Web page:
Human Factors in Design of Car Interiors

Topics: Steering wheel, Automobile, Display device Pages: 8 (2814 words) Published: October 6, 2008
In 1977, a comprehensive study of road safety found that human error was the primary cause in 57% of all automobile accidents and was a contributing factor in over 90%. With this discussion, we must keep in mind that the overall attention MUST be kept on the road and on driving. Many of the accidents that happen are due to lack of enough attention and focus on the road and driving conditions because the driver’s attention and focus was on a less significant feature of the car such as the radio.

In this study, we will begin by looking at the critical metrics driver-side dashboard, then move onto the steering wheel and to the center/passenger-side dashboard and finally look at the seating arrangements of the front of the vehicle. Many of the features of this proposed design will be an accumulation of good human factors-integrated controls that are already out on the market. Our primary objectives in this analysis will encompass the following:

1.Built-in features that promote and emphasize safety above all other functionality 2.Reducing potential driving risks and hazards through situational awareness tools, such as reducing blind spots via motion sensors and BirdsViewTM displays. 3.Ease of use of all features, tying back to the ease of creating visual maps for reduced attention to secondary features and higher focus/attention given onto road and driving conditions. Driver-Side Dashboard

For the speedometer and RPM information, the displays that will be used will be analog with both US and SI units to accommodate for different driver demographics. On the far left-hand side will be a digital display that will indicate the current gas fuel consumption of the vehicle, given in terms of MPG. In the middle of the analog semi-circular display for the speedometer will be a digital display showing the total mileage the vehicle has accumulated and directly beneath the total mileage will be the accumulated mileage of the vehicle since the last time it was set at zero. This would be used as an indicator for how much mileage it is during a particular trip or how many miles the vehicle accumulates at full tank.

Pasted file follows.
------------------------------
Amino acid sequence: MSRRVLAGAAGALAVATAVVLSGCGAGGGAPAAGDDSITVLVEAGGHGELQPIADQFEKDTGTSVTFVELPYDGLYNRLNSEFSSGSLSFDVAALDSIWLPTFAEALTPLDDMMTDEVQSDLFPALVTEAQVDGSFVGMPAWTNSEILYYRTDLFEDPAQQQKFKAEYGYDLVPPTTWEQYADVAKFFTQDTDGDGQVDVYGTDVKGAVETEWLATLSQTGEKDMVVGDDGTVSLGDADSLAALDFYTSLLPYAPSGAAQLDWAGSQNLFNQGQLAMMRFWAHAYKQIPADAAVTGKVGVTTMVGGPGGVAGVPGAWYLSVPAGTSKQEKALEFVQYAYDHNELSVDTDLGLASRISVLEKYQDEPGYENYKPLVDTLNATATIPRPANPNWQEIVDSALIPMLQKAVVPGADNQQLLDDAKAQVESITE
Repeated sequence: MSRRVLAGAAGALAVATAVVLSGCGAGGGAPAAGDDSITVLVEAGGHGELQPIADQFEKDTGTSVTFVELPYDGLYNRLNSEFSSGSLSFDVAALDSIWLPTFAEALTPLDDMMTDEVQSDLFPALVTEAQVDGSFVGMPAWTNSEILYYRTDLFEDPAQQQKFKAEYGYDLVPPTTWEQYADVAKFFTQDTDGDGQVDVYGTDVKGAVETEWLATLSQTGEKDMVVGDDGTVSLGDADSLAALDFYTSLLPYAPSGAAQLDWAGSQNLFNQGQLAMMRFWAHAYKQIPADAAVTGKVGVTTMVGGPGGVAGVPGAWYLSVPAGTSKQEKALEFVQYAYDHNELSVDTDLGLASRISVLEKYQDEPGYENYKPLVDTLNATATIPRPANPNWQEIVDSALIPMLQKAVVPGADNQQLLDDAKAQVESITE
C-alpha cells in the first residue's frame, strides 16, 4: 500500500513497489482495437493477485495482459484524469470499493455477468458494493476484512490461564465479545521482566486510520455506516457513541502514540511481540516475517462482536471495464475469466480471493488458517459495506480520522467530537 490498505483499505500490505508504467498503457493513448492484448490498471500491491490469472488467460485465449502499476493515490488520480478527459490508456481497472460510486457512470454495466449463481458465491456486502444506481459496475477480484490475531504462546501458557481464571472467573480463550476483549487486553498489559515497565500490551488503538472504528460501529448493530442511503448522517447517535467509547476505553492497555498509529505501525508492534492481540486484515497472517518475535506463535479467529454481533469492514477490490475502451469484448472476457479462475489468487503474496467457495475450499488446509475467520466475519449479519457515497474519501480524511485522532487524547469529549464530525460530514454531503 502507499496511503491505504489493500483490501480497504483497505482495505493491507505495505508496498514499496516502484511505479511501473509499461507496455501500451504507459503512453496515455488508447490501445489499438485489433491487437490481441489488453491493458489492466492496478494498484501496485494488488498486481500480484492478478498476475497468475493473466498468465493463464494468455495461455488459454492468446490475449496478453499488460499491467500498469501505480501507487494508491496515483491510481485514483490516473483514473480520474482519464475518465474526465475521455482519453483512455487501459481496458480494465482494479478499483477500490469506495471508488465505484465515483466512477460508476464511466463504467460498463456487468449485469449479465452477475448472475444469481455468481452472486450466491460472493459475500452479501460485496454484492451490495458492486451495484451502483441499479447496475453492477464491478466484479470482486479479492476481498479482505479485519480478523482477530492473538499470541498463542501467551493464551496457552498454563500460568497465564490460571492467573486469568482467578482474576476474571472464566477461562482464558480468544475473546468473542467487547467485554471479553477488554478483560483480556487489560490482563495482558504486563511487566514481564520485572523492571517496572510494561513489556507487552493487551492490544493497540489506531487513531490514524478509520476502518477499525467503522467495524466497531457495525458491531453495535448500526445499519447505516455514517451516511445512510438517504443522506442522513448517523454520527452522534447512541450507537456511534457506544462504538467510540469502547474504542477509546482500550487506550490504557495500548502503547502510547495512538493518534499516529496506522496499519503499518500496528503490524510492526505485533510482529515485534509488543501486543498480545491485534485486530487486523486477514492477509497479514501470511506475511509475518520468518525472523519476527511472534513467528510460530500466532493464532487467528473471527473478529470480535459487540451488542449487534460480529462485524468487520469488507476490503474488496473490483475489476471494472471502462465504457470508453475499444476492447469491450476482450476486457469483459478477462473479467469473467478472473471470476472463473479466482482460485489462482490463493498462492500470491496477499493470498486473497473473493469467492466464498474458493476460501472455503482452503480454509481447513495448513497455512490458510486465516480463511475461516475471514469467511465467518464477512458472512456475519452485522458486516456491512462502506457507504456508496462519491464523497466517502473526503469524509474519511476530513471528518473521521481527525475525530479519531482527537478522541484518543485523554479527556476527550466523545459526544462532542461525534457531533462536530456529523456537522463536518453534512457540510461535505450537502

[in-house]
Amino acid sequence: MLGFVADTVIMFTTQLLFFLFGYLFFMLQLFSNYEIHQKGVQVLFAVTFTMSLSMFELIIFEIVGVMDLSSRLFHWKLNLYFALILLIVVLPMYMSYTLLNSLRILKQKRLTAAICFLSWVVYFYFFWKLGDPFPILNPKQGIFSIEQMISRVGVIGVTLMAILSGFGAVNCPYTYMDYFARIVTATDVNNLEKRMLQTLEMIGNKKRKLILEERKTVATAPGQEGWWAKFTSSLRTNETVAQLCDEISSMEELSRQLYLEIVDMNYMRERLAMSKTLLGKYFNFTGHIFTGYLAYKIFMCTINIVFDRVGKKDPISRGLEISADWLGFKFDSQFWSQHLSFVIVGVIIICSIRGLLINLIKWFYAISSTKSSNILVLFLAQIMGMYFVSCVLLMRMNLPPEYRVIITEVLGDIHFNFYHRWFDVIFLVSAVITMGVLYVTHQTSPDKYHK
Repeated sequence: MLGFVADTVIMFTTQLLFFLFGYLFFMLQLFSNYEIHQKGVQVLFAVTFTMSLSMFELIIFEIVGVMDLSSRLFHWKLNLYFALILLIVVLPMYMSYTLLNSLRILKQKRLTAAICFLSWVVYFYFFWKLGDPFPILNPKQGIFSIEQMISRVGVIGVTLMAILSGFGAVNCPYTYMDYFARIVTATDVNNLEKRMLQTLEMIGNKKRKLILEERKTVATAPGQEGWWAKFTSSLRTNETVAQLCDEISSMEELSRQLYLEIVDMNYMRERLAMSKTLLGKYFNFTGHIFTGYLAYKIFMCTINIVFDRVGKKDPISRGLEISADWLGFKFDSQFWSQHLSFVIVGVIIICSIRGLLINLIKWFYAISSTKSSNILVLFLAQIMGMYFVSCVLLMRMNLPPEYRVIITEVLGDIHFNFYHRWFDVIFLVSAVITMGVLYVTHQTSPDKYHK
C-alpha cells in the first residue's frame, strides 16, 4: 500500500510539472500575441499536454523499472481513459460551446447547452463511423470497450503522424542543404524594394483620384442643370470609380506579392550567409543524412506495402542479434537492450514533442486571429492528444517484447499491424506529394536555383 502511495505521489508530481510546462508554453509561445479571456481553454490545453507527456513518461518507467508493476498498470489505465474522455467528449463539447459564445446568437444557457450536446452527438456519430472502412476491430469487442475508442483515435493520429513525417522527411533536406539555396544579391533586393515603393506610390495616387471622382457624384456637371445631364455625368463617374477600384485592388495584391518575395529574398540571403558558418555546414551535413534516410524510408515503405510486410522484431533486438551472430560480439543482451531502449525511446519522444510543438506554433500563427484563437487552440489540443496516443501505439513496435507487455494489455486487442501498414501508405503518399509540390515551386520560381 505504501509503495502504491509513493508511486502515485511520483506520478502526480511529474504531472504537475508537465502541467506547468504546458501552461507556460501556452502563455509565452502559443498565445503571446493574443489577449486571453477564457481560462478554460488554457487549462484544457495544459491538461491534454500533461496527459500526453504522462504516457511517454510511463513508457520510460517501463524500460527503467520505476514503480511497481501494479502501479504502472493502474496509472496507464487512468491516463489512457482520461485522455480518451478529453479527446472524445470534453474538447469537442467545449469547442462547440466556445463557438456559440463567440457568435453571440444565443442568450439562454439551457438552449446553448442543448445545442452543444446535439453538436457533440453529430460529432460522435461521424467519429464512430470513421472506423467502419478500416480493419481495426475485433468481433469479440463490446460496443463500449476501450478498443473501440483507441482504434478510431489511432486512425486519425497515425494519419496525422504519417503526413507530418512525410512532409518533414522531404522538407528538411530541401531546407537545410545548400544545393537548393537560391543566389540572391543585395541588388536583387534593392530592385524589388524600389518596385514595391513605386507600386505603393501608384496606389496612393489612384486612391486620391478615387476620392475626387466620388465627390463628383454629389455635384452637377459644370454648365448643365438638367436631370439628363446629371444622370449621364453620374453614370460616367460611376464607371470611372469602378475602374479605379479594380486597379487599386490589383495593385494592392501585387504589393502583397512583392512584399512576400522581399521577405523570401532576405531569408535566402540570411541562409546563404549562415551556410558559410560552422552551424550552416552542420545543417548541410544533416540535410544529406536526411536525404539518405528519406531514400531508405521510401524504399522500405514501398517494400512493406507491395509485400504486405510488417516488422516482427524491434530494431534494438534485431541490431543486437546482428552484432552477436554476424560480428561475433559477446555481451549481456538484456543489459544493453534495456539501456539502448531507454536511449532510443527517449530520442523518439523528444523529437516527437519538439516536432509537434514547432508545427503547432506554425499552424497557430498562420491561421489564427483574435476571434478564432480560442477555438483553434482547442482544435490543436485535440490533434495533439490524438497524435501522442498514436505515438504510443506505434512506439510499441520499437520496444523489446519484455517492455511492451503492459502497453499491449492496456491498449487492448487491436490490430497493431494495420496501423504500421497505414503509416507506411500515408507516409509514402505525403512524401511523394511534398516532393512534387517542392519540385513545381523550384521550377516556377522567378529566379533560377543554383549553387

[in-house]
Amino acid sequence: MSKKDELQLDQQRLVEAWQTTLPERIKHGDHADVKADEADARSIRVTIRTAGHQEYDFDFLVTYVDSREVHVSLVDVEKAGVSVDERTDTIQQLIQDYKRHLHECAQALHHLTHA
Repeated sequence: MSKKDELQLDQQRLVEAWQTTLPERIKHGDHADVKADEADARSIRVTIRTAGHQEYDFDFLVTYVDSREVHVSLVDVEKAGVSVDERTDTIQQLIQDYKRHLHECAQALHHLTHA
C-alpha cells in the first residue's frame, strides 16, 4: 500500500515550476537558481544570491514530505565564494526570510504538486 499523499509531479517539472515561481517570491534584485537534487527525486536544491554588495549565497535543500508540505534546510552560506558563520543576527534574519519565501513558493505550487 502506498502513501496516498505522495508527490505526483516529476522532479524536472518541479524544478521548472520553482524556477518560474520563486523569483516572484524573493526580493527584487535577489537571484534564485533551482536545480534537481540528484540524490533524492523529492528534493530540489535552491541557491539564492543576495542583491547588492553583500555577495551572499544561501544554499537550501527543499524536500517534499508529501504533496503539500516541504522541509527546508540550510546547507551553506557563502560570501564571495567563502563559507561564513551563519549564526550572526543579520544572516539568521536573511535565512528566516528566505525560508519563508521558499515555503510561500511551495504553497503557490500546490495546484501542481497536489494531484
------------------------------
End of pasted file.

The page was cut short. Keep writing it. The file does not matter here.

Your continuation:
Right underneath, towards the center of the trip mileage would be a protruded button that the driver presses to reset the trip mileage meter to zero for a new trip. From left to right would be the speedometer, analog gage to measure the rotations of the wheels and on the right side would be symbol displays that would indicate the following: oLow battery

oEngine failure
oOverheating of the engine
oCruise Control Activated
oAny other crucial error warnings that the driver needs to be aware of such as transmission problems. All of these error lights would be colored bright LED red and would flash with a voice that would go off from the main computer warning the driver of the type of warning and what to do to resolve the situation.

All of these warnings and alarms that are related to the conditions of the vehicle engine and support systems would be displayed as discrete pictures of the part that they are trying to predict. For example, for a battery warning sign would have the following symbol followed by a “LOW BAT” message. All of the symbols would use LED lighting so that all messages and displays can be seen easily. Of course, under the steering wheel, to the driver’s right-side would be a turn-knob that would alter the brightness of all of the displays including the LED-lighted display of the radio/CD/MP3 player stereo system. Certain symbols are rather universal when it comes to symbols and displays that provide active feedback on the condition of the vehicle. In the proposed design, if this were to be implemented, say in a new Nissan or Toyota or for that matter, any full-sized sedan, then it would add consistency in the memory of the driver when it came to how they could use their previous experiences in a similar sedan to transfer that experience to help them internalize the crucial...

References: 1. Wickens, Christopher D., et al. An Introduction to Human Factors Engineering. New Jersey: Pearson Prentice Hall, 2004.
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